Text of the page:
The Premier of Victoria, not the Government, chooses who is to be appointed Governor. The Queen on the advice (mandatory request) of the Premier appoints that person as Governor. If the Premier advised it, the Queen would dismiss the Governor. The Governor is appointed ‘at pleasure’ and could be dismissed at any time. Before appointment Governors usually arrange with the Premier a domestic agreement on the term of office which is to be served.  Although the Governor could be dismissed during the arranged period of service, this has not happened in Australia during the last 75 years. A Premier knows that such a dismissal would draw the damnation of the community and history unless good reason for it could positively be shown. There is a sophisticated balance between the powers of Governor and Premier. The Governor has power to dismiss the Premier but is equally aware of the enormous disapproval of public opinion and posterity which would be aroused unless the clearest constitutional reasons for doing so could be shown to exist.
That information is just part of quite a detailed explanation and description of the role of the Governor of Victoria on the relevant Victorian Government website. I was aware that a new Governor was to be appointed this year. I’m wondering who recommended this appointment – the present new Premier, Ted Bailleau, or his predecessor, John Brumby, defeated at last November’s State election!

On matters closer to home, I was a little disappointed to receive a text from my eldest son today – he has just commenced a return to university to undertaken a teaching qualification, and already has decided to ‘defer’ his studies for a year –  well, he did ask me for my opinion, which I will give him, however, I get the feeling that it will not really matter what I say, as he has probably already made up his mind.  I indicate ‘disappointment’ mainly because to my mind, such a decision is a continuation of similar decisions to discontinue with plans etc, over the past dozen or so years, rather than making an effort to persist for a while at least. However, his direction these days is really beyond my control, all one can do is advise and suggest options as best as possible, but the eventual decision has to be his own.  Whilst I had felt that a return to studies at near age 30 was a bit of a risk, I had been quite pleased at the reason for doing so – he has always been very good working and communicating with younger children, and I felt the plan to teach at the Primary school level was an excellent career choice and he would have been well suited to such a role. But, perhaps that is not what ‘fate’ has in store for James!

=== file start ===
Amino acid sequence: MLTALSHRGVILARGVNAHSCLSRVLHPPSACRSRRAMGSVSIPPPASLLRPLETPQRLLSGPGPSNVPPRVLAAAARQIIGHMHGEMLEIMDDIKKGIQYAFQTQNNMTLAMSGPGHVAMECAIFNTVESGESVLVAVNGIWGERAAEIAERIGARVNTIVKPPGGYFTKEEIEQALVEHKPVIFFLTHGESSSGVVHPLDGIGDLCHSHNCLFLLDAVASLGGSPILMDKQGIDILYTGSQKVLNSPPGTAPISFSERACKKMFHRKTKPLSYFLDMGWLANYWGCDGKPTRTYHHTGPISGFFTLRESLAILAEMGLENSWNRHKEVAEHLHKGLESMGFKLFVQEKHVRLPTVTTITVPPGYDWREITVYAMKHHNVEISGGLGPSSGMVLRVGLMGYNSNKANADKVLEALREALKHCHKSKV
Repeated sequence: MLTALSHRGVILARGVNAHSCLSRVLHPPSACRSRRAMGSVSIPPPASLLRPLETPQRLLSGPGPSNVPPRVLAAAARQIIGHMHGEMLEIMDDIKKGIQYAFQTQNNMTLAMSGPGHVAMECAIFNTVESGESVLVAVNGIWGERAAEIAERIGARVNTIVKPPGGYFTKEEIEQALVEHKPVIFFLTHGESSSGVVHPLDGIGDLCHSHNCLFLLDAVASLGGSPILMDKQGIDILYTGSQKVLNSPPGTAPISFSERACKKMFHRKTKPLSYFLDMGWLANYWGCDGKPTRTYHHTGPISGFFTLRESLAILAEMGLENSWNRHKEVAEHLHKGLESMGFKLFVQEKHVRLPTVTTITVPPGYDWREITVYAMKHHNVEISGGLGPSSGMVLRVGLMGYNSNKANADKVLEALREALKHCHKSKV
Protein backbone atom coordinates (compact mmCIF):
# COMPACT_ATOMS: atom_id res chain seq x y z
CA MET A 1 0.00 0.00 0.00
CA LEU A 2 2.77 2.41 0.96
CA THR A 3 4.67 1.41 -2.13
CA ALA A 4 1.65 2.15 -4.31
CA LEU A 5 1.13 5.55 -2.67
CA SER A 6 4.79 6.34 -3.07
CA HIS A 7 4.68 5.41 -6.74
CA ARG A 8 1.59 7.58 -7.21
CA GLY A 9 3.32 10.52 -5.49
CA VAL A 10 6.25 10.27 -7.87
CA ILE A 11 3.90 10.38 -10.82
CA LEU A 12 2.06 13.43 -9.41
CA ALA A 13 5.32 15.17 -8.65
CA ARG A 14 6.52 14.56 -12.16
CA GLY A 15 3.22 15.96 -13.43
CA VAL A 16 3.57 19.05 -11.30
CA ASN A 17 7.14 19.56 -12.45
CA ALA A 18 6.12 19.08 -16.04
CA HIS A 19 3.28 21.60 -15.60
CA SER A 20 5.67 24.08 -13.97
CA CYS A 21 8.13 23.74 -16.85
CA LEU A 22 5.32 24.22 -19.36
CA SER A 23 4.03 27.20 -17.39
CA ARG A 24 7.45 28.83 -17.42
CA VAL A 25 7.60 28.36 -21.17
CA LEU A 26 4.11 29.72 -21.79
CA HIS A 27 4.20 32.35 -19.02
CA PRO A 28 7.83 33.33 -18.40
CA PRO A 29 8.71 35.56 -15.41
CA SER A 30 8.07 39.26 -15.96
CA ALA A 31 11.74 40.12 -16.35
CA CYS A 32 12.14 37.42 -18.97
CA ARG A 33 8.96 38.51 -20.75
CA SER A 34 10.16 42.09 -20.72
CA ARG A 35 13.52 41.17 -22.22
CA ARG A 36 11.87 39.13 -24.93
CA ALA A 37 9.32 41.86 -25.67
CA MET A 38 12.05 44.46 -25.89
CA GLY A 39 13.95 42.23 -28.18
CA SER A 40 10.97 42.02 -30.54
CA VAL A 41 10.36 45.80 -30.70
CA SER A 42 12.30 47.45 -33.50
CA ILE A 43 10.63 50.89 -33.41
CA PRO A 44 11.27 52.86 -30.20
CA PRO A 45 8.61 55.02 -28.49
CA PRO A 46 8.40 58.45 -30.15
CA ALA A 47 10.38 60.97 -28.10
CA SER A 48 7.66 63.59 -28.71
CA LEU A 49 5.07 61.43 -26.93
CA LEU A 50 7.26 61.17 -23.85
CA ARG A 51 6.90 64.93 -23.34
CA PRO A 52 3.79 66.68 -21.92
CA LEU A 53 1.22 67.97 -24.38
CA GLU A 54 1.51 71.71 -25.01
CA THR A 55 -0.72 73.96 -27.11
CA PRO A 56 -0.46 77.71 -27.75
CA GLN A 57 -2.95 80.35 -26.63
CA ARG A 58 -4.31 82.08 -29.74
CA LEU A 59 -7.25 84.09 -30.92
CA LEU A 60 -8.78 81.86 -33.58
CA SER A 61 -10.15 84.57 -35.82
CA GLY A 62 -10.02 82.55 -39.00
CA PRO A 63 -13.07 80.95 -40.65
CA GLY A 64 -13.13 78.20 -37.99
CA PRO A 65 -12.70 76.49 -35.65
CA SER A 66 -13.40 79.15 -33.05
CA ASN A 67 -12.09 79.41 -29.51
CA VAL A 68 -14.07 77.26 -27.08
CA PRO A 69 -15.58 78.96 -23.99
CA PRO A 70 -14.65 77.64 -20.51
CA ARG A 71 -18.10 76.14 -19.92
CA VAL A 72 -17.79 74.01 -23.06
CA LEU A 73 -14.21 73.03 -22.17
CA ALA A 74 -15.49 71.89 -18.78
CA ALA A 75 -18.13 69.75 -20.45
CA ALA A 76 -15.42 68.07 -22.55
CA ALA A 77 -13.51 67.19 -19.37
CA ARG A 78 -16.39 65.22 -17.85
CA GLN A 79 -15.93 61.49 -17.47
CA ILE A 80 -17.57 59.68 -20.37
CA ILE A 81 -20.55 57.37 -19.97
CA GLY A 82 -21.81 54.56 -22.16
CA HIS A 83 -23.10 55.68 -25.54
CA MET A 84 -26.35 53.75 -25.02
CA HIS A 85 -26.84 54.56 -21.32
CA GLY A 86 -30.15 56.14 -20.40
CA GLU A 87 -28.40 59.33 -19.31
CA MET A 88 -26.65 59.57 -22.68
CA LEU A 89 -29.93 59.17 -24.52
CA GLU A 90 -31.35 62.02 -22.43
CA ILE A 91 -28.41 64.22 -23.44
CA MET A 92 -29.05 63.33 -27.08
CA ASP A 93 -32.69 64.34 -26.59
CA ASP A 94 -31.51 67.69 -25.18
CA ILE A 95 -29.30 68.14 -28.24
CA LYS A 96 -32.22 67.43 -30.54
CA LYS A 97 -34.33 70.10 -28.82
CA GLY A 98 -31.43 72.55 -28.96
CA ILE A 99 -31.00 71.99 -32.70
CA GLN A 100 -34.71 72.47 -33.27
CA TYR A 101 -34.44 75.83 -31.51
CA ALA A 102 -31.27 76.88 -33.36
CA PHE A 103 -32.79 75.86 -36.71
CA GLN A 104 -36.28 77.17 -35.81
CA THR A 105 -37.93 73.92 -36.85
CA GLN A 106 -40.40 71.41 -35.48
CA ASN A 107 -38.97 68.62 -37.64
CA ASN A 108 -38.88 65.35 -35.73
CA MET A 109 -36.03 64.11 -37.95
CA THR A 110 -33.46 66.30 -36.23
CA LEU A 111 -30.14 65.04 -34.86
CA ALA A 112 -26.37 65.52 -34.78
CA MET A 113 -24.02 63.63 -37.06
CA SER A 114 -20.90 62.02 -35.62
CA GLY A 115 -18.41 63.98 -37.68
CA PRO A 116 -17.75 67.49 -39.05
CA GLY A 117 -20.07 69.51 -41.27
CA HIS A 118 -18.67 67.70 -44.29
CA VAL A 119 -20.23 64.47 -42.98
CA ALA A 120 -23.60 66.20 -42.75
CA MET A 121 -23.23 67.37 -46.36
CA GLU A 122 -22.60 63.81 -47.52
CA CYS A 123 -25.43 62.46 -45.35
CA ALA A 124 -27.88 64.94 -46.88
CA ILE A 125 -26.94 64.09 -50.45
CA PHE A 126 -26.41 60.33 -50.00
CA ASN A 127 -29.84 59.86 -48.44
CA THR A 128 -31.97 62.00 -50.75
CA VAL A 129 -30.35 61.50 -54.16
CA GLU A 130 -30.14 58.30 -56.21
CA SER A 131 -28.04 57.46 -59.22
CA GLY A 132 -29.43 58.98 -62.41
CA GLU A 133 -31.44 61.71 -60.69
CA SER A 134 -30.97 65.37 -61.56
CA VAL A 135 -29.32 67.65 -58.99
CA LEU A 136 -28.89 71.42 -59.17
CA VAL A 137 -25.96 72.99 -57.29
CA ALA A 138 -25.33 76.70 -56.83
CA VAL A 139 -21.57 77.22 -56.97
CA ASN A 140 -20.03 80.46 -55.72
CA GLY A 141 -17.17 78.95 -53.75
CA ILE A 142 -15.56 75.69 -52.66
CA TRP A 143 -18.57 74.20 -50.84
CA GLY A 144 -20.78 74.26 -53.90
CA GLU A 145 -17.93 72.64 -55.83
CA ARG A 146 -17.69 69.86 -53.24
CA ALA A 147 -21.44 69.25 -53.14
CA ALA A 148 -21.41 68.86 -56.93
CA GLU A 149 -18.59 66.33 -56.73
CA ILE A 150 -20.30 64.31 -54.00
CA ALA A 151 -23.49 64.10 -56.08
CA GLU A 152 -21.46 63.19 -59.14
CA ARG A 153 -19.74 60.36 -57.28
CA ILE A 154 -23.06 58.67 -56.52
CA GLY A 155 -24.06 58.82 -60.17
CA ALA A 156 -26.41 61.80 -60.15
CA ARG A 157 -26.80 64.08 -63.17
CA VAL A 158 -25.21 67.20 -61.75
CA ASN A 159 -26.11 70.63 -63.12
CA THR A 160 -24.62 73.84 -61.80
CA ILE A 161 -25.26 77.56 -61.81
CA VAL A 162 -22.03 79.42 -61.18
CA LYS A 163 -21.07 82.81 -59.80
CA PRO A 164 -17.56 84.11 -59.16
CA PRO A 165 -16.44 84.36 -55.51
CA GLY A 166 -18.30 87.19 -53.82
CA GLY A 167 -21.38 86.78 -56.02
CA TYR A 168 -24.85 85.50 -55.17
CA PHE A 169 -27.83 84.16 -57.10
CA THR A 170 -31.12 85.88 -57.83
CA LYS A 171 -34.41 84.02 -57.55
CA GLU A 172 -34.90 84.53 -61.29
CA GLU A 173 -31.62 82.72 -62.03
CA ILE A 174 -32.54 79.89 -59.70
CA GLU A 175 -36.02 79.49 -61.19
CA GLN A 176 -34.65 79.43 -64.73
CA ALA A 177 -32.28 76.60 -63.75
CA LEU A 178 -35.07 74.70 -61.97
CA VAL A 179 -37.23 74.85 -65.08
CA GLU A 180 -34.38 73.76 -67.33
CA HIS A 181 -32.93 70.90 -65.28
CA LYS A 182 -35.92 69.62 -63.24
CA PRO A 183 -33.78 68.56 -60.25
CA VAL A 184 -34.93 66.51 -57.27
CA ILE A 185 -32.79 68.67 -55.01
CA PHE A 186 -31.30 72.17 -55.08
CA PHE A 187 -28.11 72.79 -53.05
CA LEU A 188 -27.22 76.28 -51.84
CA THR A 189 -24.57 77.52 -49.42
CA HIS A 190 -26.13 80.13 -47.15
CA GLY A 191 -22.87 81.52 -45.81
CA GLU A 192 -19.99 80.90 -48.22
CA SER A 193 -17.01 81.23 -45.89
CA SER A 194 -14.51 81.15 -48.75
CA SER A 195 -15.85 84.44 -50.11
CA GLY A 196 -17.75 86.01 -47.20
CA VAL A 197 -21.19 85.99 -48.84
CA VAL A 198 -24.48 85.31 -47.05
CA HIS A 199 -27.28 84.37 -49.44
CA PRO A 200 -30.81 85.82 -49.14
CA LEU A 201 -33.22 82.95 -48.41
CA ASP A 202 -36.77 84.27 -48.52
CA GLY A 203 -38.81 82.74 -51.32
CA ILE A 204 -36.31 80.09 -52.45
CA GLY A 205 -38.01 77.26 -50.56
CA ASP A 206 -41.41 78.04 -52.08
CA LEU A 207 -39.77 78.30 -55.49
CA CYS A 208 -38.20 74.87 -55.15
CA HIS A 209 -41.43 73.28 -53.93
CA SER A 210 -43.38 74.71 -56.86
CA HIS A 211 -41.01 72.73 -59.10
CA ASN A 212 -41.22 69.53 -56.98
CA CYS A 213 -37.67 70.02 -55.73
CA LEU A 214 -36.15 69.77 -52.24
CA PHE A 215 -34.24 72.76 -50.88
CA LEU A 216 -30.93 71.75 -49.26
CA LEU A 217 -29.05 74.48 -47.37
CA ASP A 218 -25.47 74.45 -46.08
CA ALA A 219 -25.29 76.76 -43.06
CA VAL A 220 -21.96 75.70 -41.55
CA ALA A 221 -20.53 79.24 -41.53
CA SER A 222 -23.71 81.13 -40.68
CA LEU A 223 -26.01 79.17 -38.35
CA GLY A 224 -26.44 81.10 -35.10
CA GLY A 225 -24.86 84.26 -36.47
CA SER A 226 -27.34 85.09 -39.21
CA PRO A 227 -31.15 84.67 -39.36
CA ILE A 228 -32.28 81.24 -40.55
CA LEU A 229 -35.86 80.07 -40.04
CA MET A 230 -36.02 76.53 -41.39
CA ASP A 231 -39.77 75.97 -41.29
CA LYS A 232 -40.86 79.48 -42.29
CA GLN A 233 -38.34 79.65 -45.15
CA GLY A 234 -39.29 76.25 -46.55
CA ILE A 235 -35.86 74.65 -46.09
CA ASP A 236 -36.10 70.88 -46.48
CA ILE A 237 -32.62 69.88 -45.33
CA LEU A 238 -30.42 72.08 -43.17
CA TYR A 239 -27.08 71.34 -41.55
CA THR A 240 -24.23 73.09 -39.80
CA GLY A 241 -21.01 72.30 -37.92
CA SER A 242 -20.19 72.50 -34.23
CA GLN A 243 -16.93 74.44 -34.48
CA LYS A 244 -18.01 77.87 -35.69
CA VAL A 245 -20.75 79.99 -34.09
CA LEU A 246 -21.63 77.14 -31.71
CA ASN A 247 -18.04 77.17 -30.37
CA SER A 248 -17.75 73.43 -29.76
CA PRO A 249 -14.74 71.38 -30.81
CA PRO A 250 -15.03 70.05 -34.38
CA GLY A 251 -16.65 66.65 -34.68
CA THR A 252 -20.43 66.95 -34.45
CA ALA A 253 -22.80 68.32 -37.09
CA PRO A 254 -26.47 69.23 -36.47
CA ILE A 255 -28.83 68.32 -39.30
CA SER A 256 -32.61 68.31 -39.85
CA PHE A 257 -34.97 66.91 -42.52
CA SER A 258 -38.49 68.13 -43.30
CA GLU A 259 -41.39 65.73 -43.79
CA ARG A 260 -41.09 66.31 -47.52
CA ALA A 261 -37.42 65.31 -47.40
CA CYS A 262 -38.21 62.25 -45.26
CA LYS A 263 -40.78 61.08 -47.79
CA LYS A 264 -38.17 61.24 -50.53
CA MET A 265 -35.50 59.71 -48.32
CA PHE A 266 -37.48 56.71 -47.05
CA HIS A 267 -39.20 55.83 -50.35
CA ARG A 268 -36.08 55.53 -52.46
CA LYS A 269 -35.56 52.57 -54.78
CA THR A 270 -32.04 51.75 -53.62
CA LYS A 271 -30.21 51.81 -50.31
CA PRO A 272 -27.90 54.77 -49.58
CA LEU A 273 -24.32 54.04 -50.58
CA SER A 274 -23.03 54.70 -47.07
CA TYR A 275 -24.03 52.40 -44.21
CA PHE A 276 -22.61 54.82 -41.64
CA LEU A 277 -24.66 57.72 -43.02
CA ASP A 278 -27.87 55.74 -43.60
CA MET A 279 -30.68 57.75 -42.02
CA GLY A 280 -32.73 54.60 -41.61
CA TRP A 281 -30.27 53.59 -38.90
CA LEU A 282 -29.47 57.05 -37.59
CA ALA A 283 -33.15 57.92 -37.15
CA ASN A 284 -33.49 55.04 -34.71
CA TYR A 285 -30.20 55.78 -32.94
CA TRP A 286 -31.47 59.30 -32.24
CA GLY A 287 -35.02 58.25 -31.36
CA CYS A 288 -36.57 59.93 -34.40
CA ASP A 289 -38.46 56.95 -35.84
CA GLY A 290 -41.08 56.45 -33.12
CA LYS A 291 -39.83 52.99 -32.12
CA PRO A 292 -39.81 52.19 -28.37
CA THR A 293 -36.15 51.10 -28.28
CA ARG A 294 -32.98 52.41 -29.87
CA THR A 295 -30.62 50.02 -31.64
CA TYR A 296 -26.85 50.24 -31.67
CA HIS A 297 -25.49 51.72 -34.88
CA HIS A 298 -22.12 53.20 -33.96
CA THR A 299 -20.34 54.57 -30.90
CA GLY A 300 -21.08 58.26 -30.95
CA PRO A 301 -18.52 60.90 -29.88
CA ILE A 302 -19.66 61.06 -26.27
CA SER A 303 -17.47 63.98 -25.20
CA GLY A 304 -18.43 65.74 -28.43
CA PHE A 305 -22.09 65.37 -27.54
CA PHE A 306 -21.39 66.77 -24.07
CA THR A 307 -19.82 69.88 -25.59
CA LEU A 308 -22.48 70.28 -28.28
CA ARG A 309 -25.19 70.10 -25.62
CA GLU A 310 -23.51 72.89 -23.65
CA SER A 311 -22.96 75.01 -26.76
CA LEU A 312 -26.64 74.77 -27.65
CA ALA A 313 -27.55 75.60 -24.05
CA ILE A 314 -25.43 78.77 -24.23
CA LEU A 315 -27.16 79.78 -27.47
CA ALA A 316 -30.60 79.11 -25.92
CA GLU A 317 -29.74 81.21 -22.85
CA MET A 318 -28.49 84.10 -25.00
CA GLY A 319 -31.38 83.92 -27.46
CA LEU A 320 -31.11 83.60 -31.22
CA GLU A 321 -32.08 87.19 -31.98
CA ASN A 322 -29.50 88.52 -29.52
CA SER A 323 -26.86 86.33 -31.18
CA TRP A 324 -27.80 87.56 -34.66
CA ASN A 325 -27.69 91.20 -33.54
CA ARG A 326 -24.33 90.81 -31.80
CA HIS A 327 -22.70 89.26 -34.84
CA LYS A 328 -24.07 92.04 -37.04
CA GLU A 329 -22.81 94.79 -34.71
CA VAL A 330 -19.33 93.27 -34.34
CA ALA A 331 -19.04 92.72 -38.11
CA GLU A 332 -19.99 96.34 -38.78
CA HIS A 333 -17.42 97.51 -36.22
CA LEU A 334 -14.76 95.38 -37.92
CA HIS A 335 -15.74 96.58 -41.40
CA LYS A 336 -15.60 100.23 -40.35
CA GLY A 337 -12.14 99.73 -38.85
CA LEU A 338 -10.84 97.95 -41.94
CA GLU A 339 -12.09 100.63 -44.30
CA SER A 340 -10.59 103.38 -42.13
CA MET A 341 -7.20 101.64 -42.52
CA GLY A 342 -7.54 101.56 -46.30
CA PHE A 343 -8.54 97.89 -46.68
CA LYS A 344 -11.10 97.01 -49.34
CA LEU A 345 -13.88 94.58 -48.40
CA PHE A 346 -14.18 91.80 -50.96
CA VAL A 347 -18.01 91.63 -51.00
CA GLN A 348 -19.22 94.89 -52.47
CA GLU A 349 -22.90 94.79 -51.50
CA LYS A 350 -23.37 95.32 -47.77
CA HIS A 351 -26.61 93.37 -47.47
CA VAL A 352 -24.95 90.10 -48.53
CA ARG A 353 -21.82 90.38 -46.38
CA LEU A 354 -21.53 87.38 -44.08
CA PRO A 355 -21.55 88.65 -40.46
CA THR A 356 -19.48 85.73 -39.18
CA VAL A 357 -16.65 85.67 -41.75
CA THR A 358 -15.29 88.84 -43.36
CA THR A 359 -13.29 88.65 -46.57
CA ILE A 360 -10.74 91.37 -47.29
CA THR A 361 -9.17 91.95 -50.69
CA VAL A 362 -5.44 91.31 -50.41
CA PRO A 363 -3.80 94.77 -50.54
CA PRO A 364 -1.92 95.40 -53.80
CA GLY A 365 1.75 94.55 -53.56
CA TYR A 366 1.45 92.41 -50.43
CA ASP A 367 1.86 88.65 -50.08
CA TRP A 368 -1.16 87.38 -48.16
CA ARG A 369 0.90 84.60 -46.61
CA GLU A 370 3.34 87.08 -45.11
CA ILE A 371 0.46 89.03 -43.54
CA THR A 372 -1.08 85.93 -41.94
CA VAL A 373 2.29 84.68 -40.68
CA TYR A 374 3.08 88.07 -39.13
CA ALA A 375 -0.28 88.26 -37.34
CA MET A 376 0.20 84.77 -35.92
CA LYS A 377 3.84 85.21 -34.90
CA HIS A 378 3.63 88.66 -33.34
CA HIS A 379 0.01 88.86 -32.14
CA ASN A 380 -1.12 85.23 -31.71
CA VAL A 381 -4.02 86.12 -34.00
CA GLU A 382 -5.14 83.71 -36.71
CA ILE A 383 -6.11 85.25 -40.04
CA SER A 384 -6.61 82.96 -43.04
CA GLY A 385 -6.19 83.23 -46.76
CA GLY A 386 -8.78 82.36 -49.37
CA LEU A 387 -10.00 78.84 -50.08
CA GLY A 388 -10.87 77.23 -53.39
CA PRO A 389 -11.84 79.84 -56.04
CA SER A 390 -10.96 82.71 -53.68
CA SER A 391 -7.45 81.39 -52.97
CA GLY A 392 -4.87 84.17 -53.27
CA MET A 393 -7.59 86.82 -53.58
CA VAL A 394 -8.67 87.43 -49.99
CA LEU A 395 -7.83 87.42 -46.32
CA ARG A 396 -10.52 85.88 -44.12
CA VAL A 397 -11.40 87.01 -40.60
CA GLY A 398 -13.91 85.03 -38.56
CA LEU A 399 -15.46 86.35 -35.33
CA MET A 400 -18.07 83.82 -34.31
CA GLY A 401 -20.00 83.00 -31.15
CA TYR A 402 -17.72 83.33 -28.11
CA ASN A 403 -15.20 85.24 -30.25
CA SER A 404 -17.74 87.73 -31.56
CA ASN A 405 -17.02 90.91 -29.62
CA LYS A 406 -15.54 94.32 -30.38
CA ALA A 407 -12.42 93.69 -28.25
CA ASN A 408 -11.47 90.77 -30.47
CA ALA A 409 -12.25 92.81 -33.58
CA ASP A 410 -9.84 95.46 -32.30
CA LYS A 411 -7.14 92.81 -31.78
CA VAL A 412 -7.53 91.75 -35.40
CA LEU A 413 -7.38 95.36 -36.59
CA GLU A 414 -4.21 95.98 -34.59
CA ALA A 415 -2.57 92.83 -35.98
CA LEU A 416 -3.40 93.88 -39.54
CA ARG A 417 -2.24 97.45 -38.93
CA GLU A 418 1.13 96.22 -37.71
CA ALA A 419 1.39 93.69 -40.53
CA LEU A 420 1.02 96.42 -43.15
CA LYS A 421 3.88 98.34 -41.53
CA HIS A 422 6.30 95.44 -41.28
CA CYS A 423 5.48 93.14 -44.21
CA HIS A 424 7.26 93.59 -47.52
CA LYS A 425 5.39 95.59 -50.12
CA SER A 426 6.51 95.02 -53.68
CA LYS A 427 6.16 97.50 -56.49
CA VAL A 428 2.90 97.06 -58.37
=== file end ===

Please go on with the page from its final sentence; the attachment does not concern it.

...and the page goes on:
Meanwhile,  in Australia’s World Cup cricket match the other day, it seems that our captain, Ricky Ponting, was a little bit upset after he was run out. As a result, he has been reprimanded by the International Cricket Council after damaging a television set in the team dressing room following his dismissal against Zimbabwe on Monday.  The report of the incident noted that  Ponting was charged with a level one breach of the ICC code of conduct under clause 2.1.2, which covers “abuse of cricket equipment or clothing, ground equipment or fixtures and fittings during an international match”.  He accepted the charge and the sanction issued by the match referee, Roshan Mahanama, negating the need for a formal hearing, and apologised for his action  The ICC settled for the low-level charge and minimum sanction – level one offences can carry punishments up to a fine of 50% of the player’s match fee – after accepting that the damage was accidental.  Their statement noted that “the damage occurred when he threw down a piece of equipment which bounced off his kit bag and hit the corner of the television”.  Mahanama added: “Ricky knows that his action was in breach of the code, involving a brief moment of frustration. That said, it was clear that the damage he caused was purely accidental and without malice, he apologised shortly after the incident at the ground and immediately agreed to pay for the damage.”  I would imagine that cricket fans over in India, whom I don’t think really like Ricky Ponting very much, might have been hoping that he would be suspended for a couple of matches!! Admittedly, over recent seasons, he has lost his ‘cool’ on a few occasions as a very competitive player, who sometimes finds it difficult to accept a decision that he perceives to be unfair or wrong!  Hopefully, he will take this opportunity and learn to remain a little calmer in the future!

I have just remembered that I have to be up at the radio station early in the morning to give a brief local sports report, so perhaps I should aim for an earlier night than I’ve been having recently!!